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There’s a good chance my neighbors despised me when I was a 10-year-old, floppy haired boy. Of course this can’t be confirmed, but it’s quite likely they bemoaned the echoes of a basketball pounding on the driveway about the same time the sun awoke on Saturday mornings.
It’s not that I didn’t care what my neighbors thought, and I certainly made attempts at quiet practice sessions, but there’s only so much control a boy has over a leather basketball, slick from constant concrete wear.
The way I saw things almost three decades ago, my Saturday morning routine was not a self-serving hobby. Teammates would need me in four hours. Coaches would call on me to make a heroic, last-second shot from half-court. And unless you’re new to the skill-sets of pre-teen boys, those half-courters need practicing.
If you think my basketball preparations were a little out of control, you should have seen my pre-game baseball routine. At some point, I’m fairly sure my Mom cared deeply about the appearance of our backyard. I’m not sure when she gave up the gardening, but my guess is it happened shortly after I brought four full wheelbarrows of dirt and dumped them square in the middle of the yard. That dirt – eventually eroding to little more than an ant sanctuary – was my pitcher’s mound. I didn’t even need a catcher some afternoons. I chunked whatever dog-chewed ball I could find toward home plate where the grass had surrendered years earlier.
If I wasn’t in school, the creek or the kitchen, I was thinking about my next trip to the YMCA. For that matter, most of my time at school was spent day-dreaming about the Y. I’d envision the walk up the stairs to the basketball court on the second floor, where you could catch the beautiful stench of sweat, faintly hear the squeak of shoes, cheers of the moms, and interruptions of whistles.
Sunday mornings were holy. Saturday mornings were spiritual.
In a way, those winter basketball mornings and summer baseball afternoons are now a pleasant memory. The trophies were chunked years ago. The athletic abilities, for some reason, disappeared beneath my computer and desk.
Then, a few weeks ago, all those memories flooded back. I attended my first meeting at our local Harriet & Joe Foster Family YMCA on 34th Street where I have joined a number of other professionals in the community to make up an advisory board to the Y.
There I was, in a button-down shirt, holding a business card, thinking about my office, my employees and the bills I needed to pay. No matter how hard you chase memories, your shoes usually bring you back to the present. My loafers were eloquent reminders that I wasn’t about to sprint across the baseline in search of a swing pass and an open jumper. Instead, I had become a grown man, formed in so many ways by my time at the YMCA.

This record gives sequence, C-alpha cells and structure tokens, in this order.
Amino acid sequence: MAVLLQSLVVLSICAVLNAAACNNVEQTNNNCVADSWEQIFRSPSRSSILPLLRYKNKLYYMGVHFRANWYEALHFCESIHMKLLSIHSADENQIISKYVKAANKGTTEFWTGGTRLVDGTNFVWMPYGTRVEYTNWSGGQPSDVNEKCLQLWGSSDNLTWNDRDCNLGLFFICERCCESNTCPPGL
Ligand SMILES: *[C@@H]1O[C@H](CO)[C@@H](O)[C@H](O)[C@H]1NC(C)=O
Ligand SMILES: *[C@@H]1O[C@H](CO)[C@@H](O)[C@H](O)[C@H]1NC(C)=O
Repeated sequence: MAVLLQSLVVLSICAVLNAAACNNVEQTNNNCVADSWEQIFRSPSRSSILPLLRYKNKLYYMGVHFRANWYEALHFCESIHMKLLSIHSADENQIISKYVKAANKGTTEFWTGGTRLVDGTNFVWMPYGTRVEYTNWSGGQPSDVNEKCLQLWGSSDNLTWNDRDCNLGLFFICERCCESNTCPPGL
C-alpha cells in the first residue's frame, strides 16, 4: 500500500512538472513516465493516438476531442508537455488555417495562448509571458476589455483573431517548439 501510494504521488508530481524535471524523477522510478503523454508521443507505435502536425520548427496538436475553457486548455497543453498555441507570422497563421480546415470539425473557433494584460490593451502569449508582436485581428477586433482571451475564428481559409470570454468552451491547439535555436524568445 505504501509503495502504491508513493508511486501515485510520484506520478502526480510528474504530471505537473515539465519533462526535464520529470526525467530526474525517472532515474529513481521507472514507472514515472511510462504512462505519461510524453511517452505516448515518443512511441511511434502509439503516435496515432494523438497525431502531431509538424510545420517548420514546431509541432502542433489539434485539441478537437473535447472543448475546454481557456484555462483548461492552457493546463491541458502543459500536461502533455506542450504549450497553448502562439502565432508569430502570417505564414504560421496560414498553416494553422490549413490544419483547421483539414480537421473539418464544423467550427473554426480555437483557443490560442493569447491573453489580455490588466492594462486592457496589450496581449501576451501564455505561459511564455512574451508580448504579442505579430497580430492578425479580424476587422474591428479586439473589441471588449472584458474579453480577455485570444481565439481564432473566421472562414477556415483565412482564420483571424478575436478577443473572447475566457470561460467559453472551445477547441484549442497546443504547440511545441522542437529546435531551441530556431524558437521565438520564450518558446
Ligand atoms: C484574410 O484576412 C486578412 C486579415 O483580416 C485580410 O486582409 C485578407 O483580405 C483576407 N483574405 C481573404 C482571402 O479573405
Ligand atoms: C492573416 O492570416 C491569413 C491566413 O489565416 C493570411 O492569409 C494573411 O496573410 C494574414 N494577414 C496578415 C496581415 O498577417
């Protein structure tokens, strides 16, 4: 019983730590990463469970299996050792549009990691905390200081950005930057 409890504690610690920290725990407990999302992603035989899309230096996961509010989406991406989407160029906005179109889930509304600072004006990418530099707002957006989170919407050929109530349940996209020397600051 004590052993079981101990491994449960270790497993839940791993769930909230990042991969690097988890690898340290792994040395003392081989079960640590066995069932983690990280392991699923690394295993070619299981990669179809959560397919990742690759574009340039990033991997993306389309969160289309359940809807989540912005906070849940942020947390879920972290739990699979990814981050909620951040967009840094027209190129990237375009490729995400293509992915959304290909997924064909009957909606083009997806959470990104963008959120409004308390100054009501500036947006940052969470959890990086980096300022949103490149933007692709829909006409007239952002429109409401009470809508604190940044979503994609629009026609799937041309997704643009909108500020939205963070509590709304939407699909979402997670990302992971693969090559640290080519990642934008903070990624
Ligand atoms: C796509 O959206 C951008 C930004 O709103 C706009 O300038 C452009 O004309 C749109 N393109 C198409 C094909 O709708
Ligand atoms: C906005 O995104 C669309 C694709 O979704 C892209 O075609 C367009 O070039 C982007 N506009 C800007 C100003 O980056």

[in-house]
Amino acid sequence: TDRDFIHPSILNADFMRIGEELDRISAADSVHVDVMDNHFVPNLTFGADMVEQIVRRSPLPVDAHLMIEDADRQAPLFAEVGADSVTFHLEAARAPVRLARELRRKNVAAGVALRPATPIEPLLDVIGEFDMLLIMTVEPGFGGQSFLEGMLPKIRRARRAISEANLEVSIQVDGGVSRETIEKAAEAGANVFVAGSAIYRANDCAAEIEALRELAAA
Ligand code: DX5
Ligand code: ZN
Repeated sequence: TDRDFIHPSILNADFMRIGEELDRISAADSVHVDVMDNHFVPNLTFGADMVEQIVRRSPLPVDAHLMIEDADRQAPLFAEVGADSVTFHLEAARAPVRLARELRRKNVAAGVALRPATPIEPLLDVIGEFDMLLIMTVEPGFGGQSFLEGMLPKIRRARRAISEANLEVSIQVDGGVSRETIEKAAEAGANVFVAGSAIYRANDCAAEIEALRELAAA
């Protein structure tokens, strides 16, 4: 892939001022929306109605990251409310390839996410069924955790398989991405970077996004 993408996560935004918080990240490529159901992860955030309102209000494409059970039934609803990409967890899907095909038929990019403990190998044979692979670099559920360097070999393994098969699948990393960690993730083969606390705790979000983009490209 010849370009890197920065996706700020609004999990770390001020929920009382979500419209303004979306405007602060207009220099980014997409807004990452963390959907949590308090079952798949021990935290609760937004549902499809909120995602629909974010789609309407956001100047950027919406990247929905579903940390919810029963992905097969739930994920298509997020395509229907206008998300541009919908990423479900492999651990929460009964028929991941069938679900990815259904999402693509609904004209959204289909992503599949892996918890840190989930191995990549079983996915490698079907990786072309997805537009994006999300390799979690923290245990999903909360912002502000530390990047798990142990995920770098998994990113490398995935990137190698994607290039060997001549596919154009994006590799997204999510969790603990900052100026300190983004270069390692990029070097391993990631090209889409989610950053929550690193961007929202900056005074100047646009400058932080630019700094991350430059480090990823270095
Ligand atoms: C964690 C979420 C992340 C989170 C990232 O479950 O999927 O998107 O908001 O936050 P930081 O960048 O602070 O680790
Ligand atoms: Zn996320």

At the Y, I learned how to shake an adult’s hand and look him in the eyes.
At the Y, I learned the ability to work with teammates was more important, and easier, than going it alone.
At the Y, I learned how to respect authority, even if they were wearing striped shirts.
At the Y, I learned how to win. More importantly, I learned how to lose with grace.
At the Y, I learned that spiritual – not physical – health is most important.
At the Y, I met friends I still call today.
At the Y, my Mom and Dad were always in the stands, supporting their children. I never realized how much our family was shaped there.
And at the Y, I was molded into a half-decent young man.
For another few weeks, our Harriet & Joe Foster Family YMCA is holding its annual Partners Campaign. During this campaign, they ask residents of our community to help support their contribution to our neighborhoods (they serve the Heights, Garden Oaks and Oak Forest, just like The Leader).
There’s probably no better way to explain the value of a gift to them than by sharing what they accomplished last year with the money they raised:
• They spent $84,000 providing after-school child care to more than 110 young children whose parents couldn’t afford anything.
• They spent $96,000 on summer days camps, where 60 percent of the 240 attendees could have never attended because of financial restraints.
• They used $120,000 to set up apartment outreach centers for at-risk children.
• And they take care of so many senior citizens in our area who might otherwise sit silently at home with little connection to healthy activities.
Asking for money around the same time W-2s get mailed is a difficult task. Then again, if you think of all the ways our tax dollars are spent, I’d much rather give something to maybe the most genuine grass-roots movement in our area.
The YMCA has spent decades molding young men and women. If you have a couple of extra bucks and would like to help them continue their work, please shoot me an email or give me a call. I’m glad someone did it for me 30 years ago.